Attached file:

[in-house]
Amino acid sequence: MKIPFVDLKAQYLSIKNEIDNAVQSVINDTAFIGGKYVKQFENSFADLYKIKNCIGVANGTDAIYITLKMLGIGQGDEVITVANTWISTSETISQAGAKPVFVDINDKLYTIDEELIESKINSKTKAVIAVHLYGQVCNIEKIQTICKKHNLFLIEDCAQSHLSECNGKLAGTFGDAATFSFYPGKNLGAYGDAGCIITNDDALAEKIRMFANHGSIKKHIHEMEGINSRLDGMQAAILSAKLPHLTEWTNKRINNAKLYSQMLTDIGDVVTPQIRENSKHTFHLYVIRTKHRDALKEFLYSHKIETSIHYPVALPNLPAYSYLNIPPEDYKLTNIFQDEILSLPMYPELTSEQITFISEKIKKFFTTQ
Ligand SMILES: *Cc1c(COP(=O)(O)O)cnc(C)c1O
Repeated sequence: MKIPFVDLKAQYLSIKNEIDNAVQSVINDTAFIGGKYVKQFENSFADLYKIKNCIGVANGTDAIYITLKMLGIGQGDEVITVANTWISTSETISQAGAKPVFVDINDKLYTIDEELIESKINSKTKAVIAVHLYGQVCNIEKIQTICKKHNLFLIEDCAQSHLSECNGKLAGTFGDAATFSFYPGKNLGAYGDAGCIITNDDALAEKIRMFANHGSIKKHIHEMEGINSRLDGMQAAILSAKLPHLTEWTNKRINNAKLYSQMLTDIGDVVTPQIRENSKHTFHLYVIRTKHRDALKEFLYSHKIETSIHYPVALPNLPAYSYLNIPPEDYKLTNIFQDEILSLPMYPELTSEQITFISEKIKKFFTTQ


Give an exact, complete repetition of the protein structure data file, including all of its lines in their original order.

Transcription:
[in-house]
Amino acid sequence: MKIPFVDLKAQYLSIKNEIDNAVQSVINDTAFIGGKYVKQFENSFADLYKIKNCIGVANGTDAIYITLKMLGIGQGDEVITVANTWISTSETISQAGAKPVFVDINDKLYTIDEELIESKINSKTKAVIAVHLYGQVCNIEKIQTICKKHNLFLIEDCAQSHLSECNGKLAGTFGDAATFSFYPGKNLGAYGDAGCIITNDDALAEKIRMFANHGSIKKHIHEMEGINSRLDGMQAAILSAKLPHLTEWTNKRINNAKLYSQMLTDIGDVVTPQIRENSKHTFHLYVIRTKHRDALKEFLYSHKIETSIHYPVALPNLPAYSYLNIPPEDYKLTNIFQDEILSLPMYPELTSEQITFISEKIKKFFTTQ
Ligand SMILES: *Cc1c(COP(=O)(O)O)cnc(C)c1O
Repeated sequence: MKIPFVDLKAQYLSIKNEIDNAVQSVINDTAFIGGKYVKQFENSFADLYKIKNCIGVANGTDAIYITLKMLGIGQGDEVITVANTWISTSETISQAGAKPVFVDINDKLYTIDEELIESKINSKTKAVIAVHLYGQVCNIEKIQTICKKHNLFLIEDCAQSHLSECNGKLAGTFGDAATFSFYPGKNLGAYGDAGCIITNDDALAEKIRMFANHGSIKKHIHEMEGINSRLDGMQAAILSAKLPHLTEWTNKRINNAKLYSQMLTDIGDVVTPQIRENSKHTFHLYVIRTKHRDALKEFLYSHKIETSIHYPVALPNLPAYSYLNIPPEDYKLTNIFQDEILSLPMYPELTSEQITFISEKIKKFFTTQ